Road to privatized garbage skips past council

With much fanfare — the National Post’s┬áPeter Kuitenbrouwer reports that there was a new! podium! sign! — Chair of Public Works Denzil Minnan-Wong revealed a staff report outlining the proposed process for the privatization of solid waste collection west of Yonge Street.

Solid waste collection is not a big-ticket item. The cost is mostly recovered through user fees. While I am sure some will spin this as a great step forward toward our glorious low-tax utopia, the impact this will have on the city’s overall financial position will be minimal. As a comparison, the $10 million dollars per year the city was to bring in from billboard tax revenues is more substantial.

This is not primarily a financial move. It’s not about customer service, either, as the report concludes (page 9) no difference in customer satisfaction levels between privatized Etobicoke and the rest of the city. This is about punishing the unions and preventing future strikes. And despite some introspective ideological push-back, I’m okay with that, to be honest: if there’s one thing Ford has a legitimate mandate from the people to do, it’s this. I just wish it would be presented more truthfully.

More troubling than the intent behind this is the proposed process. In an effort to have a signed contract in place before the union’s contract expires at the end of this year, the staff report recommends that council delegate approval of the contract to the City’s Bid Committee.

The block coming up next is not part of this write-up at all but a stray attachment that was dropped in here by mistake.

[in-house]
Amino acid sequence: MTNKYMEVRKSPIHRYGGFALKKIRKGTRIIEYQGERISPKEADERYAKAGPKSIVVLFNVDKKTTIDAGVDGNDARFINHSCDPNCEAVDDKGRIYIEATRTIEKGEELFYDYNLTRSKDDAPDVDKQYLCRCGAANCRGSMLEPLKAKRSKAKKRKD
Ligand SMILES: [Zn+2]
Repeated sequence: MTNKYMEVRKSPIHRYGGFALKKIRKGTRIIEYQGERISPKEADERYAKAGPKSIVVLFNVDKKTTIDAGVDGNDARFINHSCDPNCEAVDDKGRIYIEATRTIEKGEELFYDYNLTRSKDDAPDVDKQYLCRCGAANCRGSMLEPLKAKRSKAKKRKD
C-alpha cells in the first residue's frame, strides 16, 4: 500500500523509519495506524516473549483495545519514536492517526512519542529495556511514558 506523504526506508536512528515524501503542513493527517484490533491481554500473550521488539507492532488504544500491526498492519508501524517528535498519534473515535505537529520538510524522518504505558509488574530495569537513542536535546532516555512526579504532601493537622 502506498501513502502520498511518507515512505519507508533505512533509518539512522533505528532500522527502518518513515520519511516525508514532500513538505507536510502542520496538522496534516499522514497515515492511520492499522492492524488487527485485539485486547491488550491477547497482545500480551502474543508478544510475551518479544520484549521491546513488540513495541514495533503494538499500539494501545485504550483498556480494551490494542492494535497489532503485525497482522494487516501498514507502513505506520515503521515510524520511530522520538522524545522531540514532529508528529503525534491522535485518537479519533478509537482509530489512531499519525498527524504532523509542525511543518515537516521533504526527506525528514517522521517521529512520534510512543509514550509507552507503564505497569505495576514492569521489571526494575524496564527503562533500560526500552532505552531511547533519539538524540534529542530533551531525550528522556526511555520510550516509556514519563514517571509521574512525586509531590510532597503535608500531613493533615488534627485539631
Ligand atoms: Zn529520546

Council will get to debate and approve the overall process for garbage privatization, but they will not — without an amendment to this report — get to debate and approve the final contract itself. The report lays out several reasons why this should be the case, but only one of them makes real sense (page 12):

To ensure that the contracts are awarded and executed in advance of the expiration of existing Collective Agreements. The current Collective Agreements with the TCEU(s) expire December 31, 2011.

Rushing through this process to avoid the spectre of another work stoppage is short-sighted and could cost the city significant amounts of money over the long-term. As the report indicates that the city will sell off some of its equipment (trucks, etc. — the report suggests the city will secure $1.5m in one-time revenue on page 6), this process will be essentially irreversible.

Once we go forward, we can’t go back. This is a critical and high-impact decision-making process that demands more oversight from our elected officials than has been suggested in today’s report.

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